Mile High Shepherd's Pie

Northern England circa 1970s. - Back when money was very tight, which in reality was all the time, my amazing mam would try and stretch the housekeeping money as best she could to feed our family of four. She had to be very, very creative.

What do you feed your family when funds are dwindling? Enter the humble spud to save the day! Those big white floury, sweet and starchy nuggets have been a saving grace for many families trying to get by on meager earnings.

Chips or French fries are regarded in the UK as the Filet Mignon of the potato. However in a very close second place is mashed potatoes, there is no better use for mash than the fluffy, creamy topping of the British staple 'Shepherds Pie' My mam would make this dish at least once a week, and we loved it. You could always tell when my mam's housekeeping money was slowly diminishing. At the beginning of the week the ratio of meat to potato topping would be about fifty fifty, when the funds were getting low the Shepherd's Pie would slowly end up with an eighty twenty ratio, eighty being the potato. The meat would be as thin as a cigarette paper, almost invisible, with an enormous mountain of mile high mashed potatoes to fill us up. Still very delicious, just add few spoonfuls of canned peas and HP sauce, and voila, dinner.

HP sauce is a bit like steak sauce, no UK household is without this condiment. It was developed by a grocer in the 1870's and was used in the Houses of Parliament restaurant, that's were the name comes from.

I have attached Chef Gordon Ramsey's recipe for Shepherds pie, mainly because it is made with ground lamb which is the most authentic. Actually the most authentic preparation is made with mutton, but I don't think any one is actually running out to buy sheep meat.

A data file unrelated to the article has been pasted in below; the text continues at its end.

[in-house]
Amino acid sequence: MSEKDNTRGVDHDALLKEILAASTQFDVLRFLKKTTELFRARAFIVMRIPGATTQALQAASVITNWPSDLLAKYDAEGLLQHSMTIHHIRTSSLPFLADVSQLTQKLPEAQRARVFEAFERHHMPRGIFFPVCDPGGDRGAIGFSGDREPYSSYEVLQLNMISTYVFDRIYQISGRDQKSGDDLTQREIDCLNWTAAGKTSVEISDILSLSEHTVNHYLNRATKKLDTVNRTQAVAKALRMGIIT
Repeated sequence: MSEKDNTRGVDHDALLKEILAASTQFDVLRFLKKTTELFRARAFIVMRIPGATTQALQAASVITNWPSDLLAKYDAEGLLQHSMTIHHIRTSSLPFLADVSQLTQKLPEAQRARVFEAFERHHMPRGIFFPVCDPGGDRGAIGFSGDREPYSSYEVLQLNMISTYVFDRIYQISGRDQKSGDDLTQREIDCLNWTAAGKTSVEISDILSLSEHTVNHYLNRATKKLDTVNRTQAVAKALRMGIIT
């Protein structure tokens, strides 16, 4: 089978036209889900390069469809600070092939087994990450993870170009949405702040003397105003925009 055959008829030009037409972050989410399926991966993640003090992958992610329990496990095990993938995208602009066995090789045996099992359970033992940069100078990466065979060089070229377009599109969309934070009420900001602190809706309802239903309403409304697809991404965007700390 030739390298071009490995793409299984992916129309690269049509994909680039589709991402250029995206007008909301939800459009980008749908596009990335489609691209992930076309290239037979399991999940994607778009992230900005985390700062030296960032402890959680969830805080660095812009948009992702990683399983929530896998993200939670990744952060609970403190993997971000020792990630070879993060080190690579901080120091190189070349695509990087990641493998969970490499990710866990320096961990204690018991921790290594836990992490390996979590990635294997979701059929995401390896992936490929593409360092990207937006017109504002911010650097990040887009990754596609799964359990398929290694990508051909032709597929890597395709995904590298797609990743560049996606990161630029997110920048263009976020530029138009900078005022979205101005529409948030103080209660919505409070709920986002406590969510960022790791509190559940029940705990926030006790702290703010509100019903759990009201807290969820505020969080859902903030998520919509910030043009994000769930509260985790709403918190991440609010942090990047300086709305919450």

Chef Gordon Ramsey's Shepherd Pie

  • tablespoons olive oil
  • lbs lean ground lamb
  • 1 teaspoon fresh ground black pepper
  • cups white onion peeled and finely chopped
  • 2 sprigs fresh thyme chopped
  • garlic cloves
  • ounce butter
  • tablespoons tomato paste
  • tablespoons all purpose flour
  • ounces red wine
  • 21ounces Worcestershire sauce
  • liter chicken stock
  • lbs boiled potatoes
  • ounces butter
  • ounces milk
  • egg yolks
  • ground white pepper
  • salt
  1. In a large frying pan, heat the oil until hot, add half the ground lamb, season with pepper and fry until well browned. With a slotted spoon, remove the meat from the pan and place in a metal colander to allow the excess fat to drain. Repeat with the second batch of mince and place in the colander.
  2. Add the onion to the pan with the thyme and garlic and a knob of butter, cook until soft and translucent. Add the meat and tomato paste, then sprinkle over the flour. Cook stirring constantly for 2-3 minutes to cook the flour.
  3. Add the red wine and Worcestershire sauce and cook until the liquid has reduced to half the original volume. Add the chicken stock, bring back to the boil, then simmer for 30-40 minutes. The mixture should be thick and glossy. Allow to cool, then check the seasoning.
  4. Mash the potato until creamy and smooth. Put into a medium-sized mixing bowl. Place the milk and butter into a small pan and heat until the butter is melted and the milk is about to boil. Pour over the potatoes and beat well, adding the egg yolks and seasoning with salt and white pepper.
  5. Put the mince into a large baking dish, then top with the creamed potato. Use a fork to rough up the top.
  6. Place in a preheated oven at 400°F for 30 minutes or until bubbling and golden brown in color.


Photos courtesy of: The Daily Mail and Taste Australia

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